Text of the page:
Speaker John A. Boehner, R-Ohio, told Republicans Tuesday he could have an announcement within days on whether the House will file a lawsuit against President Barack Obama, challenging the executive actions that have become the keystone of the administration.
The lawsuit could set up a significant test of constitutional checks and balances, with the legislative branch suing the executive branch for ignoring its mandates, and the judiciary branch deciding the outcome.
Boehner told the House Republican Conference during a closed-door meeting Tuesday morning that he has been consulting with legal scholars and plans to unveil his next steps this week or next, according to sources in the room.
Boehner spokesman Michael Steel said further action is necessary because the Senate has not taken up bills passed by the House targeting executive actions. The House has passed a bill expediting court consideration of House resolutions starting lawsuits targeting executive overreach and another mandating that the attorney general notify Congress when the administration decides to take executive action outside of what has been authorized by Congress.
“The president has a clear record of ignoring the American people’s elected representatives and exceeding his constitutional authority, which has dangerous implications for both our system of government and our economy,” Steel said. “The House has passed legislation to address this, but it has gone nowhere in the Democratic-controlled Senate, so we are examining other options.” Full story
Updated 1:36 p.m. | Speaker John A. Boehner of Ohio declined to commit to reauthorizing the Export-Import Bank, saying instead Tuesday morning that he is trying find common ground between his members who want to end the bank and those who want to continue funding it.
Boehner said he is looking to tomorrow’s Financial Services Committee hearing on the subject, and will rely on Chairman Jeb Hensarling of Texas, who has said he wants to let the program expire to lay out the way ahead. Boehner’s comments come amid revelations that some Ex-Im Bank employees were fired for allegedly accepting bribes.
“I’m looking forward to the chairman outlining how we’re going to deal with this rather controversial subject, especially in light of some of the employees who were let go, who are accused of kickbacks and other schemes to pad their own pockets,” Boehner said. Full story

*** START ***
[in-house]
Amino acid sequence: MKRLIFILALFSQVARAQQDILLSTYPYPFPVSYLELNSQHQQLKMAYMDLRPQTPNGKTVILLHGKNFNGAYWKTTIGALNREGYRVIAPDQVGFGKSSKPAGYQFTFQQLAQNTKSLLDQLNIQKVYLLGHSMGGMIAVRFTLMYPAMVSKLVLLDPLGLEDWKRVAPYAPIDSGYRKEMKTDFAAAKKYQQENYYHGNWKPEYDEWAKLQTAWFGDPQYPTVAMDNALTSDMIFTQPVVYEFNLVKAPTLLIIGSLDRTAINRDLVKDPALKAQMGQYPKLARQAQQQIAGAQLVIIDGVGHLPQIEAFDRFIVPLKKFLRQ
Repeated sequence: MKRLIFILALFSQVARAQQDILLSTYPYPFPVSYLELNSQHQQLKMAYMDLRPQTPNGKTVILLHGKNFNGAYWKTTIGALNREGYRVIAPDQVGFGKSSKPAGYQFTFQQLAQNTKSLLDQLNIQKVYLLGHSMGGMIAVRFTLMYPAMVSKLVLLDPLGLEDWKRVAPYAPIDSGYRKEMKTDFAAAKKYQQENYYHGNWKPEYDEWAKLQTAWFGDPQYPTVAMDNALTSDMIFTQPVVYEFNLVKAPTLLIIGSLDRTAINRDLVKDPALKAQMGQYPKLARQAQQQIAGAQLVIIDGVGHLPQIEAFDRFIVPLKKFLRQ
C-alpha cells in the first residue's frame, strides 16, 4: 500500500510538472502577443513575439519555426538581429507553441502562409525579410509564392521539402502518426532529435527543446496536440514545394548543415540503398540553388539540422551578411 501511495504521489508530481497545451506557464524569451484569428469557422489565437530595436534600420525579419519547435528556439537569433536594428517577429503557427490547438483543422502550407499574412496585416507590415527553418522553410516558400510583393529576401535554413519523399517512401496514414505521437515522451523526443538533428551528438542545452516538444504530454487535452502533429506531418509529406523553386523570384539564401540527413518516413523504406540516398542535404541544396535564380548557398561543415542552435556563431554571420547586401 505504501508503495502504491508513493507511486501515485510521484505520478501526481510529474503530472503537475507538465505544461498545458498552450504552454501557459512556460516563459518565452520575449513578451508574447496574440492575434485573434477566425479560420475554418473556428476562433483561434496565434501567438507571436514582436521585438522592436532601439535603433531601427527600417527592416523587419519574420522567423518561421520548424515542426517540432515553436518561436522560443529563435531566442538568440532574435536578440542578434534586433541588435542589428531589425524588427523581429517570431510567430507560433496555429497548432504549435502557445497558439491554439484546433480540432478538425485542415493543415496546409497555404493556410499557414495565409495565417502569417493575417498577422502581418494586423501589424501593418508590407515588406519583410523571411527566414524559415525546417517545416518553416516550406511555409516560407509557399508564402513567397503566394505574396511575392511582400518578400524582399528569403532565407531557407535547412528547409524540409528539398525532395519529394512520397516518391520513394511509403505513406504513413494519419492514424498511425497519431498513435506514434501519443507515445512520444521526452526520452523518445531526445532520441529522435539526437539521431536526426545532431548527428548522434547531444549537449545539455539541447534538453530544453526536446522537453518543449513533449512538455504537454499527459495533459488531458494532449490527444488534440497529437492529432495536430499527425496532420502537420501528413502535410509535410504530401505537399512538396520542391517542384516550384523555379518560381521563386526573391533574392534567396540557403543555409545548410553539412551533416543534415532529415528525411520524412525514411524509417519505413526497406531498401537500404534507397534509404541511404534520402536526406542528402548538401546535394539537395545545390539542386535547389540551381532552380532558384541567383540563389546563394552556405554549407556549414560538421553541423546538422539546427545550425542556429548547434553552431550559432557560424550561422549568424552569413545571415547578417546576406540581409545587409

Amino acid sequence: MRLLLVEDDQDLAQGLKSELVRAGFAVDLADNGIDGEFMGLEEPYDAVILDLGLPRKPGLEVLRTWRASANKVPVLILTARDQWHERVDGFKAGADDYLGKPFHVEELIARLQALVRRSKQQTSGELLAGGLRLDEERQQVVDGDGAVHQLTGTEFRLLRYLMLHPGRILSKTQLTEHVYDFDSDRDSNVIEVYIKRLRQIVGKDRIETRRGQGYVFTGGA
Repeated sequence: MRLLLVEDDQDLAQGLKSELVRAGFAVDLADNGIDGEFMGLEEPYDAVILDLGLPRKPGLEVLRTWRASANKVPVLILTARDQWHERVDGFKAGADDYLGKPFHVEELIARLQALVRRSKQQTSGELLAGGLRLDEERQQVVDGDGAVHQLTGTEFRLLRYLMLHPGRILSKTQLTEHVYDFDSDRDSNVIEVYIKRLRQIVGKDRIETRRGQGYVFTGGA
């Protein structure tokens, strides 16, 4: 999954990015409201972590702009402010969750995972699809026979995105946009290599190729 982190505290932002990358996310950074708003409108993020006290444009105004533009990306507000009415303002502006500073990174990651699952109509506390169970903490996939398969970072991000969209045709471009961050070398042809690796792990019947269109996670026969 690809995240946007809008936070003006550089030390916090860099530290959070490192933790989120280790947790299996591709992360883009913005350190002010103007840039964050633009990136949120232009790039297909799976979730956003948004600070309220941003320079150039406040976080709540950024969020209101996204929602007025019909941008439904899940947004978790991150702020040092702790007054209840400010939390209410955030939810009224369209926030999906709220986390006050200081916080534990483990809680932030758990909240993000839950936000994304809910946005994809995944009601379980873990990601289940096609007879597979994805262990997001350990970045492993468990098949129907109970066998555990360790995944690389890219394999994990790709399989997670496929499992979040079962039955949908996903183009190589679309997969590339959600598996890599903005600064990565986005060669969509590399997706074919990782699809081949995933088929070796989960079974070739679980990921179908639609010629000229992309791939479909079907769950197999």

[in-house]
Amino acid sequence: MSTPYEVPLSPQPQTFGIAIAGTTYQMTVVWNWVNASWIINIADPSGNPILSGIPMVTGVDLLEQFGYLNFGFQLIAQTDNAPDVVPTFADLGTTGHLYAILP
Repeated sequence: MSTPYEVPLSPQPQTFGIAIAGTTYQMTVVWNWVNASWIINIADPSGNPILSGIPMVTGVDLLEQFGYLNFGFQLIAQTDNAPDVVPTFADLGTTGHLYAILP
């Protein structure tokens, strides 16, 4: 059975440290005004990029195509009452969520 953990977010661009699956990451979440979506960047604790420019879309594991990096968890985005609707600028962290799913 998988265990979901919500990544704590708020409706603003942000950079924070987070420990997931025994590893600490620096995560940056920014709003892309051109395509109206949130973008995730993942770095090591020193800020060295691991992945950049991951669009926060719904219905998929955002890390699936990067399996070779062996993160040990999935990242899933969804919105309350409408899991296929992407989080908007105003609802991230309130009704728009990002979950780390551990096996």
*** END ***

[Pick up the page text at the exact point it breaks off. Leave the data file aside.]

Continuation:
June 23, 2014
Rep. Kevin McCarthy took the stage on June 20 at his first public address since being elected majority leader looking to reintroduce himself to the public.
Focusing on his Everyman roots in Bakersfield, Calif., he told a gathering of social conservatives that he paid his way though college with a mixture of lottery luck and entrepreneurship, eventually being elected to the very congressional office from which he was once turned down for an internship.
“You’ve got to understand where I come from. I’m the grandson of a cattle rancher, the son of a firefighter, and I had the opportunity to run for majority leader. Only in America do we have this,” he told the audience at the Faith and Freedom Coalition conference, to applause. “I’m not an attorney. I don’t have poli-sci degree.” Full story
June 19, 2014
Speaker John A. Boehner of Ohio said he is looking to the White House to craft an overall strategy to quell the spread of terrorism in Iraq and the Middle East, which he said has been “exponentially” on the rise during President Barack Obama’s presidency.
His comments come a day after he met with the president at 1600 Pennsylvania Ave., along with Minority Leader Nancy Pelosi of California and the top two Senate leaders, Majority Leader Harry Reid of Nevada and Minority Leader Mitch McConnell of Kentucky.
Minority Leader Nancy Pelosi doesn’t appear to think that there was foul play in the Internal Revenue Service’s misplacement of key emails from Lois Lerner, the ex-agency official at the center of the ongoing IRS scandal.
At her weekly press conference Thursday morning, the California Democrat said her takeaway from reports that Lerner’s emails have been lost forever was simply that the IRS needs to upgrade its technology infrastructure.
June 18, 2014
Candidates for House Republican leadership made their final pitches Wednesday morning, pressing for unity while leading their factions into what will be a divisive Thursday vote to decide the future of the conference.
Majority Whip Kevin McCarthy of California retained his position as a lock to become majority leader, although Rep. Raúl R. Labrador of Idaho is mounting an upstart challenge, driven by a simmering dissatisfaction with leadership.
But the race to replace McCarthy remains fluid. Republican Study Committee Chairman Steve Scalise of Louisiana got a boost Wednesday morning. Reps. Joe Pitts and Bill Shuster, both of Pennsylvania, pledged their support to Scalise and said they would whip their 11 GOP Keystone State colleagues, many of whom remain undecided, according to a source familiar with the group.
June 17, 2014
Candidates for House majority whip are pushing their cases hard in the last hours of the race, each promising to heal a party scarred by infighting and at the same time, wrangle the conference into a united voting bloc.
In the run-up to Thursday’s pivotal vote, Rep. Peter Roskam, the chief deputy whip, is touting himself as the most experienced candidate — and the only one who will be a disciplinarian toward rambunctious members who vote out of step with leadership.
The Illinois Republican said he would punish members who vote against leaders’ priorities, according to a member familiar with his pitch. Although that is much more difficult in a post-earmark world, Roskam laid out a slate of ideas, including refusing to take up unruly members’ bills, withholding plum committee assignments and even banishing rebels from the weekly conference breakfast, denying them a free meal if they do not play with the rest of the team. Full story